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Saturday, November 3, 2007

Dream Symbols 21: Animals (2) Fleeing From a Pre-Historic Creature

As previously said, animals may have to do with our not-yet explored instinctual (and often sexual) nature. If an animal is furthermore pre-historic, we may have a deeply primordial, chthonic (embedded in the depths) aspect of our psyche on hand. How this plays out, depends, of course, not only on the dream, but also on the dreamer and his or her life and understanding of the self to that point in time.

Imagine a middle-aged man dreaming about standing on a grassy plain. In the distance there are some large rocks, and as he wanders over to them, he is startled by a terrifying pre-historic beast that rushes out from behind the rocks and begins to pursue the man, who is now in dire fear of his life.

As he races in the opposite direction, his strength begins to wane, as the creature moves quickly, and the dreamer now believes it will soon be over. He begins to sense the heat of the animal's breath behind him, as he suddenly sees a young gardener who is watching the scene and who now calmly tells him: don't worry, I'll take care of this for you.

He then takes a garden rake and turning towards the beast, he whops it on its head, and miraculously, this enormous and terrifying animal falls dead to the ground.

Do you see? asks the young gardener. That wasn't so hard at all.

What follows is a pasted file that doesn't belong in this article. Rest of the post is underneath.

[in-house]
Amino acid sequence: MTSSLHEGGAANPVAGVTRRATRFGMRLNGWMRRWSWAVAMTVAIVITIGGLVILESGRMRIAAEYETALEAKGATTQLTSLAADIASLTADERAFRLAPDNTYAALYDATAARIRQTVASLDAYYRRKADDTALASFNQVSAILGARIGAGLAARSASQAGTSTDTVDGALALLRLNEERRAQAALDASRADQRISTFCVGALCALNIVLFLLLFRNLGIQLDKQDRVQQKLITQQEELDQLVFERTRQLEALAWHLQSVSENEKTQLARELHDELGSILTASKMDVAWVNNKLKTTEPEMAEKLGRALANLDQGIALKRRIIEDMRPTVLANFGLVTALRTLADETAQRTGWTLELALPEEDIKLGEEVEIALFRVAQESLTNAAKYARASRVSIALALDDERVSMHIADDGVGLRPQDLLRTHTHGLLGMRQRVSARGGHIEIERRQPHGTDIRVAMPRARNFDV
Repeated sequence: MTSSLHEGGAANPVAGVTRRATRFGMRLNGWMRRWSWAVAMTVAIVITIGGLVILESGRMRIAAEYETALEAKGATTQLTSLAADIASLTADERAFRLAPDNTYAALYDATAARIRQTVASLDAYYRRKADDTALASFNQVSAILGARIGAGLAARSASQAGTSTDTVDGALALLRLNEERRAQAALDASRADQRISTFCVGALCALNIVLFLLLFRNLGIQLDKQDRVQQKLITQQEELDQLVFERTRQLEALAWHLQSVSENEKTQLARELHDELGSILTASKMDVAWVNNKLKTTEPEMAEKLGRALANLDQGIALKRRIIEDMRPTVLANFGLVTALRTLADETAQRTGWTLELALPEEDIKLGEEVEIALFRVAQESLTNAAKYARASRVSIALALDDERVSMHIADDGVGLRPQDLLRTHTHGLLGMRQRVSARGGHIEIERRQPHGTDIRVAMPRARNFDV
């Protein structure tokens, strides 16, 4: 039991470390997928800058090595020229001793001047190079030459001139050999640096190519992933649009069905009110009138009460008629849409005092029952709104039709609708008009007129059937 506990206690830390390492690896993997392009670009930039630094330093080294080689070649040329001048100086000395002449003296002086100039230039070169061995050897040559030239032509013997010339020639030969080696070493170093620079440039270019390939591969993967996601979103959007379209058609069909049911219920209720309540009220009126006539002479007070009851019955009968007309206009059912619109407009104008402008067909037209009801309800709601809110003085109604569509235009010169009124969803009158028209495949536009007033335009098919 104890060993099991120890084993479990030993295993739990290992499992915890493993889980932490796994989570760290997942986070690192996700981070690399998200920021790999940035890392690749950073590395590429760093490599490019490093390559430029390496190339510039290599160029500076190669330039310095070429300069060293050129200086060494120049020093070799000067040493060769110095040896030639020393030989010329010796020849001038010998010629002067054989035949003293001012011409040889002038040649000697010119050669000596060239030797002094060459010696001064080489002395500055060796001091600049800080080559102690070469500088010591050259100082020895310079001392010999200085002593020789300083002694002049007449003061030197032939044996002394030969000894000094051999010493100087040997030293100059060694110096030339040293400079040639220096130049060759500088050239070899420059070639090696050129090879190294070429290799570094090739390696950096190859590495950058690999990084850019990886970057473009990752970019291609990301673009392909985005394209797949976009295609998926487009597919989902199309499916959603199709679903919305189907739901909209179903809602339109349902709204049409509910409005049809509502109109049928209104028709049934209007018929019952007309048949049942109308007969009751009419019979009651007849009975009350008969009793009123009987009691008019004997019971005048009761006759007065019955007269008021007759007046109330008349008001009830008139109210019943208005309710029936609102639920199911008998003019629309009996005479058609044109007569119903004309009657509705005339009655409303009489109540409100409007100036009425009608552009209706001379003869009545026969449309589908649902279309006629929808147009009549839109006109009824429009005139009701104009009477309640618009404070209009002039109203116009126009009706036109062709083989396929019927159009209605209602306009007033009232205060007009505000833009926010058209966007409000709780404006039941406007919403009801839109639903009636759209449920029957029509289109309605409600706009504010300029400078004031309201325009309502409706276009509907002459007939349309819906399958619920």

The dreamer can't believe his luck, and wakes with a feeling of great relief.

Assuming this man has been undergoing therapy for some time, and has been in touch with his inner - more instinctual - perhaps even more emotional - self - through the process, and has been hesitant to bring it out into his daily life, to embrace it, so to speak, and begin to weave it into his daily behavior because of the fear of how this might leave him in a vulnerable position, then we might say that the pre-historic creature does indeed symbolize that part of him.

The fact that it is chasing him, threatening death, is precisely what the dreamer fears might happen, figuratively speaking, in real life. And so he runs for his life.

Then the young gardener appears...a symbol for his own, perhaps less worldly and sophisticated self (hence younger), and in the blink of an eye does the unthinkable: he vanquishes the beast. And he furthermore says that it was so easy.

This symbolizes that there is a part of the dreamer that knows how to incorporate the instinctual, perhaps emotional self into the daily life, and the dream is showing the dreamer on a symbolical level, that if he will only embrace it (vanquish it), it will not be terrifying at all.

The next step is, of course, if the dreamer takes notice of this splendid message from his psyche, to blend this new knowledge into his daily life and to stop being afraid of expressing himself freely.

For previous posts in this dream symbolism series, click here.

You may also be interested in viewing some of the recommended dream books and books on symbolism on my website, as well as some of the dream links on my links page.There are also some videos posted about Carl Jung and his take on dreams. Click here to view them.

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